16th Jul, 2007

Canada’s Right to Ban LNG Tankers in Head Harbour Passage

For immediate release: July 13, 2007

For more information:
Janice Harvey, Co-chair, SPB/C 466-4033; 529-8838
Carl Sapers, FERC Committee Chair 529-4070
Jon M. Van Dyke - 808-956-8509

Canada’s Right to Ban LNG Tankers in Head Harbour Passage
Defended by Ocean Law Expert

St. Andrews, NB: Canada has the authority under customary international law to regulate or restrict the passage of vessels through Head Harbour Passage based on the nature of the ship or its cargo in order to protect its coastal population and resources. So concludes international ocean law expert Professor Jon Van Dyke of the University of Hawaii.

Canada’s intent to enact domestic legislation to ban LNG tankers from Head Harbour Passage has generated heated reaction from would-be LNG developers in Passamaquoddy Bay, as well as from Maine senators and congressmen. The US State Department has said it considers Head Harbour Passage to be a strait through which foreign ships have a nonsuspendable innocent passage. This has been a longstanding point of disagreement between the two countries, preceding the current controversy by several decades.

Save Passamaquoddy Bay/Canada co-chair Janice Harvey said their group heard an interview with Prof. Van Dyke by CBC Radio over a year ago, during which he stated he believed Canada had solid grounds for moving forward with a ban on LNG tankers. When Ambassador Wilson’s letter to FERC Chairman Kelliher of February 14, 2007 which stated Canada’s intent to ban LNG tankers through Head Harbour Passage generated such vehement protest from the US side, SPB/Canada decided to invite Prof. Van Dyke to elaborate on his statement in the form of an opinion letter. This letter was received in May 2007.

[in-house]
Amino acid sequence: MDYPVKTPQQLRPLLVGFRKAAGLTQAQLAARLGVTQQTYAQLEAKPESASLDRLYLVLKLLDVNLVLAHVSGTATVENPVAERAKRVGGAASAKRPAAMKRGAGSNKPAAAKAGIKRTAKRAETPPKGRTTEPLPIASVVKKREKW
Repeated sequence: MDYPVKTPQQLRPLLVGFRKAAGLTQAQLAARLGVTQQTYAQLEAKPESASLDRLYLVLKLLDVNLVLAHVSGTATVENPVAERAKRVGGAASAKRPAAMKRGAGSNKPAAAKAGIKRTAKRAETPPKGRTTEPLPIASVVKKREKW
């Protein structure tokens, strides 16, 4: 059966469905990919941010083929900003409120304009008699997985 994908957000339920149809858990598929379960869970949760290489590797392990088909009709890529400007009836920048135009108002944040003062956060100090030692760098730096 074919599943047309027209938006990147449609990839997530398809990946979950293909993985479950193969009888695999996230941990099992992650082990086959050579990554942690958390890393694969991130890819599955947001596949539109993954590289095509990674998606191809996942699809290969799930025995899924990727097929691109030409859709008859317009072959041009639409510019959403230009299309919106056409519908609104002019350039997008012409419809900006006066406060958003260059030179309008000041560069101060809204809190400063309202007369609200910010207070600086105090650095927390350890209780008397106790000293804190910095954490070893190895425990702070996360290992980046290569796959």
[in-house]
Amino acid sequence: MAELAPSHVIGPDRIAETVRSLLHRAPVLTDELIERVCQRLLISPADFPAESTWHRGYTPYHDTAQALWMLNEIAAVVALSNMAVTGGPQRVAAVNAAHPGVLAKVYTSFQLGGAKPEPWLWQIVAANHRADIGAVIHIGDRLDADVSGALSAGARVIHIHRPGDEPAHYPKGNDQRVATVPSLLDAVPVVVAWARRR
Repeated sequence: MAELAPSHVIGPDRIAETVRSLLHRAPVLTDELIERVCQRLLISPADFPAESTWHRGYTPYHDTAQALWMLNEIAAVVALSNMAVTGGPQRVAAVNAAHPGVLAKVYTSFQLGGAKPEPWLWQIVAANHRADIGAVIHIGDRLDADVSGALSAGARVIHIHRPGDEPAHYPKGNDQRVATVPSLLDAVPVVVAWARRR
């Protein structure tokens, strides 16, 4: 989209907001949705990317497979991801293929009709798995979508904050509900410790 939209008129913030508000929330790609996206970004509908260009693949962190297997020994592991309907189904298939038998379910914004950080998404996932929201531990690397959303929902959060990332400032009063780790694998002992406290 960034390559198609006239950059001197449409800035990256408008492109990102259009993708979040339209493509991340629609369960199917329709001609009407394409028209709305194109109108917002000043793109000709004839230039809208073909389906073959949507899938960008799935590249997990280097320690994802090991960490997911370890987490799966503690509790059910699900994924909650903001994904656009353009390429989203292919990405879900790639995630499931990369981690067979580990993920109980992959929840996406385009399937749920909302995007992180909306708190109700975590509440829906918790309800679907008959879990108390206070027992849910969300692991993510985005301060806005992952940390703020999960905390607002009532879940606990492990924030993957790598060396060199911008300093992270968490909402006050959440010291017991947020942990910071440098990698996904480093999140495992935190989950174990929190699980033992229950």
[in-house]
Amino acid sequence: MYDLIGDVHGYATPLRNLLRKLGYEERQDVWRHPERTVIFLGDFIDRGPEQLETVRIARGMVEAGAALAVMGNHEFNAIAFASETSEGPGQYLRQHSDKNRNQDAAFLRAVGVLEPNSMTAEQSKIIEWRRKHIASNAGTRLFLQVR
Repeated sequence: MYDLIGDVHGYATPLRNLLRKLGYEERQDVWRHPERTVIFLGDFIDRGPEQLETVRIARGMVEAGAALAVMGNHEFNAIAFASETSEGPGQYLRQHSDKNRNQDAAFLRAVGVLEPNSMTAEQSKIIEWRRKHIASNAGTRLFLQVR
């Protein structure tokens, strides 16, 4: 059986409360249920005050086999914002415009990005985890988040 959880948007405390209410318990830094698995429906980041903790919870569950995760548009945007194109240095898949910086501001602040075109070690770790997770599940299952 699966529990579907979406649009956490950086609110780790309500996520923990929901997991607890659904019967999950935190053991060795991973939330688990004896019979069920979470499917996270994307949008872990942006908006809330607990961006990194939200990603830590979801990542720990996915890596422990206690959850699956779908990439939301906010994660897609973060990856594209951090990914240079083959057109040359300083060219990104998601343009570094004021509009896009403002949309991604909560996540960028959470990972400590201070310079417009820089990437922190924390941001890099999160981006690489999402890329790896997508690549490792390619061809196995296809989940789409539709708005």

In it Prof. Van Dyke explains why Head Harbour Passage is not governed by the strait transit passage regime created by the 1982 UN Law of the Sea Convention. He writes, That regime applies only to straits which are used for international navigation between one part of the high seas or an exclusive economic zone [EEZ] and another part of the high seas or an exclusive economic zone.Head Harbour Passage, which is an integral part of the Bay of Fundy, considered by Canada as internal water, does not meet this definition.

In defense of Canada’s position that the Bay of Fundy is internal waters of Canada, Prof. Van Dyke asserts that Canada has established the Bay of Fundy to be a historic bay. The UN Law of the Sea Convention considers historic bays to be internal waters over which the country has complete domestic jurisdiction, and to which rights of innocent passage do not apply (as opposed to a country’s territorial waters or EEZ).

For the same reason, Head Harbour Passage cannot be considered a dead-end strait, through which passage is nonsuspendable according to the Law of the Sea. A dead-end strait is defined in the Law of the Sea as a passage between a part of the high seas or an exclusive economic zone and the territorial sea of a foreign state.

Finally, Prof. Van Dyke describes the post-1982 Law of the Sea evolution of maritime law which has established many precedents whereby coastal states have put strict conditions and limits on ships and cargoes transiting not only their internal waters, but even their territorial waters and as far out as their EEZ.

Accordingly, according to Van Dyke, Canada has the authority to move forward with a national regulation banning LNG tankers through Head Harbour Passage. We have been told by a federal officials that a regulation may be in place by the end of 2007, said Harvey.

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